Fast Food Nation by Eric Schlosser Tutorial: “What’s in the meat” – Meat and potatoes Overview: A look into how the meat is prepared. What is in the meat that we don’t know about but still consume. How consumers love it because it’s cheap, quick and easy. Processing of meat, errors associated with the process of beef and chicken. Image Analysis: An effective image employs specific techniques to relay its purpose. This image of 6 year old Alex Donley uses the following techniques to influence the reader or viewers perception of the chapter.
Framing, layout, colour, symbols and focus are all crucial aspects of the image. The image is a mid shot of the child’s face, resembling an individual school photo. His expression is relaxed, illustrating the perceived safety he holds. The image creates an association between the viewer and the child as they both share childhood in common. Layout, a critical aspect of an image ensures that the viewer is drawn in. He is positioned in the middle of the picture with the focus on his face to stage an effect. His positioning in the centre emphasises his importance.
The image draws you in by questioning the significance of the image in relation to the chapter that follows. The child is bathed with light, emphasising his innocence in order to force you to consider your childhood and establish a relationship between the viewer and the image. The rest of the picture is darker in order to ensure that your focus remains on the child. By establishing the relationship between the child and the viewer, the image draws you into the chapter. The symbols contained within the picture enable you understand the purpose.
The glasses symbolise knowledge and their particular style hint that the photograph was captured several years ago. His facial expression creates a sense of happiness about the picture until you discover the true meaning behind the image; it is a photo of a dead child. Your attention is first drawn to the face, after which you begin to notice all of the other details. The face is designed to draw you into the picture to tempt your curiosity over the purpose of the image. The image presented as a prelude to the chapter ahead relates to the death of a six year old child which could have been prevented.
By failing to take proper precautions in the processing of meat, his death symbolises a failure in both health and occupational safety standards which saw the E. coli virus spread into meat in America. Main Ideas: An ideal system for new pathogens: •Introducing you to food borne diseases and their effect on society. •The way that the animals are treated by the slaughter houses and farmers through their ignorance of healthy farming practices can lead to the spread of pathogens in the meat. ‘Every day in the United States, roughly 200,000 people are sickened by a foodborne disease, 900 are hospitalised and fourteen die. ’ p. 195. •Discusses the relation between E. coli and food poisoning cases. The national dish •Transformation of the stigma associated with the hamburger. •Change in the perceived production of hamburgers. •Ideal food for small children because it is convenient, easy to chew and fast. •The fast food industry provides millions of jobs for people who would otherwise be without work. Change from being an urban middle class male food to family favourite, targeting kids with the opportunity to gain a small toy. •“The hamburger was considered a food for the poor, tainted and unsafe to eat. ” P. 197. •“Hamburgers seem an ideal food for small children – convenient, inexpensive, hand-held and easy to chew. ” p. 198 •“The average American ate three hamburgers a week (1990’s). More than two thirds of those hamburgers were bought at fast food restaurants.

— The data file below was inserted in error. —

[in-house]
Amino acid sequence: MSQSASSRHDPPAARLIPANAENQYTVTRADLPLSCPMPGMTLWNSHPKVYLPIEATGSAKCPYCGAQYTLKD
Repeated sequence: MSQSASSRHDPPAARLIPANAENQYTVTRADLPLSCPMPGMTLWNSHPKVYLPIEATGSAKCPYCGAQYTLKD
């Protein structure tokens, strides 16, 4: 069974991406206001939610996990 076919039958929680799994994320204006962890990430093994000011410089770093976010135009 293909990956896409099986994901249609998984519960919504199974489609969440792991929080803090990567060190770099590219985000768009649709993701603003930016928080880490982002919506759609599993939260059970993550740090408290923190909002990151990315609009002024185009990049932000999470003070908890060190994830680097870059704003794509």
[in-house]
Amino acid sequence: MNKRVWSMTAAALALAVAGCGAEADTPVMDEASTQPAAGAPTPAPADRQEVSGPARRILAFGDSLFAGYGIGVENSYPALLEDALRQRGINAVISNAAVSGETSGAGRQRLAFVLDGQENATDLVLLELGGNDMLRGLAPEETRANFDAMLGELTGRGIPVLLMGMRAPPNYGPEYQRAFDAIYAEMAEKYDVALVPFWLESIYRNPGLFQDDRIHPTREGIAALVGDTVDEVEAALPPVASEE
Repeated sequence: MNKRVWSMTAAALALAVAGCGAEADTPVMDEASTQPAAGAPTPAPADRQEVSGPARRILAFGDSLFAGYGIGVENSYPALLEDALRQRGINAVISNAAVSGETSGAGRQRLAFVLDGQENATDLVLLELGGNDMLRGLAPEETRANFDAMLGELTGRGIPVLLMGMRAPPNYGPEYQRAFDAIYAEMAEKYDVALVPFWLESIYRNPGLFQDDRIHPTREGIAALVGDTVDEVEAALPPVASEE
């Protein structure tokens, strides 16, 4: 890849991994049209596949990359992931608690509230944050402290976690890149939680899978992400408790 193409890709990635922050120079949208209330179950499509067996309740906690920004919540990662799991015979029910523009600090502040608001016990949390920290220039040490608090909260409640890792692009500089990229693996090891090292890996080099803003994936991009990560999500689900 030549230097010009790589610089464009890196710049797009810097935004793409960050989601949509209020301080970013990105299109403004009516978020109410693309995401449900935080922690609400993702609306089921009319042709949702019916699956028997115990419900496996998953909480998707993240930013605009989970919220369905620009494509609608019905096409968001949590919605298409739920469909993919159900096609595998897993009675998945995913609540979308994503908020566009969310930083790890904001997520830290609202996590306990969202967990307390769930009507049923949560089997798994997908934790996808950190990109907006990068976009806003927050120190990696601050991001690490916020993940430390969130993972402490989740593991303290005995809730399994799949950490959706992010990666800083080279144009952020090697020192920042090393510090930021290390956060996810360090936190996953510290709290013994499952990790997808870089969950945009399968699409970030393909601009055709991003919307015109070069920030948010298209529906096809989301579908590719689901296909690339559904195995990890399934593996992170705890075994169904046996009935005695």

And children between the ages of seven and thirteen ate more hamburgers than anyone else. ” p. 198. A bug that kills children •E. Coli is both a necessary bacteria in the human digestive tract and a very harmful toxin •The effects of the E. coli toxin are can be mild diahorrea, abdominal cramps, vomiting and low grade fever. •E. coli bacteria affects children and the elderly along with people with weak immune systems. •“I would have done anything to save my son’s life, I would have run in front of a bus to save Alex. ” p. 200. All we care to pay Because fast food is so cheap and accessible, the risks associated with it’s consumption are far from our minds because of the minimal cost. • “The use of chemicals such as borax and glycerine to disguise the smell of spoiled beef… ” p. 204. A matter of will •The only way this issue can be resolved is if the fast food companies are willing to take the initiative to minimise the spread of disease. •Every… manager attend a food safety course, that every refrigerated delivery truck have a record keeping thermometer mounted inside it… ” p. 208.
A lack of recall •By the time food is recalled, it is too late as most of it has already been consumed and the recalls are voluntary. •“the company made no effort to warn the public or to recall the frozen patties… ” Our friend the atom •The sub chapter discusses the US governments approach to E. coli bacteria and that rather then deal with the source they are creating exotic methods to deal with the issue. •“Sides of beef enter the new contraption, which blow-dries them, baths them in 220-degree steam for 8 seconds and then sprays them with cold water. What kids eat •The meat being served in American schools is substandard to what is being served at fast food outlets. •“the USDA later declared Bauer’s meat products (which were supplied to American schools) “unfit for human consumption… ” p. 219. Your kitchen sink •The standard of food preparation techniques is less hygienic in kitchens then fast food outlets as they do not treat meat with the care it requires. •“Anyone who brings raw ground beef into his or her kitchen today must regard it as a potential biohazard… ” p. 221.